making local government more ethical
Update: January 22, 2014 (see below)

Yesterday, the Broward Bulldog, in Broward County, FL (home of Ft. Lauderdale), published an excellent investigative report on the lack of lobbying laws in Florida's 992 independent special districts, which together spend many billions of dollars of taxpayer money every year. These special districts do everything from water management, mosquito control, and community development to running public hospitals, ports, and airports. They include both local and regional districts. One Florida county has 83 independent special districts.

The larger districts enter into contracts and other transactions for many millions of dollars a year, and deal with lobbyists frequently. And yet the state does not require them to have lobbying laws. The state doesn't require this of any local governments, although many of them do have such laws. But these laws do not apply to independent special districts, only to dependent ones, such as community redevelopment agencies. Of the 38 independent districts with annual budgets in excess of $50 million, only 3 reported having some form of lobbyist regulation; another prohibits lobbying in its bylaws. The other 34, without lobbying regulation, have cumulative annual spending of $7.1 billion. Of the 7 districts that levy the most property taxes each year, only 1 provides for lobbying registration. It does so by voluntarily following the county's lobbying law and asking lobbyists to register there.

It's Not the Dead Bodies, It's the Living Ones
"He knows where the bodies are buried at Metro." According to a local mayor as quoted in an article yesterday in the Surrey North Delta Leader, this is an important qualification for someone going from Metro Vancouver (BC) treasurer to lobbyist for the company that runs the local landfill. It just so happens that the mayor's town is working with the landfill company to extend the landfill into his town. Also last year, the same company hired a provincial legislator to be a lobbyist.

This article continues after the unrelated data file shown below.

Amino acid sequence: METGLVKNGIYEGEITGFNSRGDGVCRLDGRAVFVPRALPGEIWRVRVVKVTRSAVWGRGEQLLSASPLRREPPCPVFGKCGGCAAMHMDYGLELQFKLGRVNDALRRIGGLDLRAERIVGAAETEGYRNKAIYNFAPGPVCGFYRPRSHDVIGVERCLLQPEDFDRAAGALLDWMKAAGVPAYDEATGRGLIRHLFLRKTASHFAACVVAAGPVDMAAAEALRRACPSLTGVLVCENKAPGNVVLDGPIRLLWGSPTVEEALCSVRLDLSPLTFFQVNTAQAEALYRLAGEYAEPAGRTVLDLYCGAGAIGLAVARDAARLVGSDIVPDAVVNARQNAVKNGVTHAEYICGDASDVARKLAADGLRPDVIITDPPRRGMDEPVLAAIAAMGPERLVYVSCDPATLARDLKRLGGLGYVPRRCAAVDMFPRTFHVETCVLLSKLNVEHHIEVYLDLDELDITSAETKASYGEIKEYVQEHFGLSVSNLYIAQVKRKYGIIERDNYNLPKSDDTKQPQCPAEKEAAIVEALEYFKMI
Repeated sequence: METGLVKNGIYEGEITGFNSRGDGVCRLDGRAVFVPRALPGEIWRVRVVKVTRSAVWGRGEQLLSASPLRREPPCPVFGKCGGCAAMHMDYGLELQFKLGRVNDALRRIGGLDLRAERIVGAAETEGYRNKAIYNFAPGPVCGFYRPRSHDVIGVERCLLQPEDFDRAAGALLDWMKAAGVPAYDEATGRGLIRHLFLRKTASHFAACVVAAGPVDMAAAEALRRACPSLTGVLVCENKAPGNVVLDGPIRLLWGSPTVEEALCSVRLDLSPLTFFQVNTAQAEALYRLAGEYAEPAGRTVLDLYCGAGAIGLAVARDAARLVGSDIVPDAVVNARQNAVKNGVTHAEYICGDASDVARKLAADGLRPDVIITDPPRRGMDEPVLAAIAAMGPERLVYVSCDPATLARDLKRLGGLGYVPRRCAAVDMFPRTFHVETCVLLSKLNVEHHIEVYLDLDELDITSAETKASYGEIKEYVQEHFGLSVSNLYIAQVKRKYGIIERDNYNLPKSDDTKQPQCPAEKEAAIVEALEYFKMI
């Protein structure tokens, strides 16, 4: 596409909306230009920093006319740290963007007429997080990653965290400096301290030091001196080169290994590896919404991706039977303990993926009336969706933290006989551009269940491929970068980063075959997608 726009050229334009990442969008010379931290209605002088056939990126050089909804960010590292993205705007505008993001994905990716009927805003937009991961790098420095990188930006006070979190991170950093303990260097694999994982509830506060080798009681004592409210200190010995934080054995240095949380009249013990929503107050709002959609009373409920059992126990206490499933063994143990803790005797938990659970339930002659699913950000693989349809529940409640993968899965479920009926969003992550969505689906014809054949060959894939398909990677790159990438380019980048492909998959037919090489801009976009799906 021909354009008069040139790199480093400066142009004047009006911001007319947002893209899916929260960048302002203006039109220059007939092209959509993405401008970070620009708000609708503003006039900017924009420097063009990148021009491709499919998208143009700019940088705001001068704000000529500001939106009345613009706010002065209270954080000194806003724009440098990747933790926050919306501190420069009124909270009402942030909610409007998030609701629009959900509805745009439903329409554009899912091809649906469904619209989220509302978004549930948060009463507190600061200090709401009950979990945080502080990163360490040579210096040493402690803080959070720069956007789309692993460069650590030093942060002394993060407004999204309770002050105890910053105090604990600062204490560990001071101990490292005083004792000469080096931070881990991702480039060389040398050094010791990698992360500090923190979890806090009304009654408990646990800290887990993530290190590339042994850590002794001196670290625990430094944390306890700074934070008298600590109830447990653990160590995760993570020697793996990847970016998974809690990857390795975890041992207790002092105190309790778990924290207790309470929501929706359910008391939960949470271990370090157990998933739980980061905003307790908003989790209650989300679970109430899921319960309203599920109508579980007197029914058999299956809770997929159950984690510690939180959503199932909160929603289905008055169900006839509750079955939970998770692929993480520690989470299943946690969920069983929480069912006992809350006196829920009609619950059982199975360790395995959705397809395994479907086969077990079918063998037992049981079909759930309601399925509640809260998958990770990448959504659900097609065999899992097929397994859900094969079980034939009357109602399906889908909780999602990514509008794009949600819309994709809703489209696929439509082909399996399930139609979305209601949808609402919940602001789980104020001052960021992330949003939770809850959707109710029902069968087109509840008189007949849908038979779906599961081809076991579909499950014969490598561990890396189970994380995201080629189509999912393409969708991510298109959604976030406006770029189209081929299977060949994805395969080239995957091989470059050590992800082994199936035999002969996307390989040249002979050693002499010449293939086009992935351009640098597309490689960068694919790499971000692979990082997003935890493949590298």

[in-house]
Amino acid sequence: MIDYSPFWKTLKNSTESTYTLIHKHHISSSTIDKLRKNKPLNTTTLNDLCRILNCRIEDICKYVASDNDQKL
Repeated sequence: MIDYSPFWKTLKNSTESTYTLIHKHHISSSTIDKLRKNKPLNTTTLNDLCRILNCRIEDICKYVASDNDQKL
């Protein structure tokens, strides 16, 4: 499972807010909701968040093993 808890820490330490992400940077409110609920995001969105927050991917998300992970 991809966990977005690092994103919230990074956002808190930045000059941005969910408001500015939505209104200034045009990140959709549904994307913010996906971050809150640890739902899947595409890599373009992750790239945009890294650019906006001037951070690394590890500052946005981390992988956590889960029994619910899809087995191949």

The problem with the revolving door between city/province and a company doing business with and regulated by city and province is not only knowing where bodies are buried, but also having close personal, professional, and political relationships with live individuals in the governments, and knowing and having special access to confidential information that is useful to the company. After a cooling-off period, the information one knows is less likely to give the company an advantage, and many contacts will not be buried, but will be gone from government and not in a position to give the company preferential treatment due to having a former colleague on staff.

The role of the city or county attorney in an ethics program continues to be a major bone of contention, despite the fact that government ethics professionals generally take the position that the city or county attorney should not be involved in an ethics program.

The latest locale for this dispute is Jefferson Parish, a suburb of New Orleans with about 430,000 people. According to an article this week in the Times-Picayune, after the resignation of the parish's ethics officer, a council member has proposed to hand the job over to the parish attorney. To support his proposal, he asked the state ethics board, which has jurisdiction over local officials, whether this was allowed. The ethics board responded that, "There is nothing in the [state] Code of Ethics that prevents a board or commission from assigning additional duties to a public servant."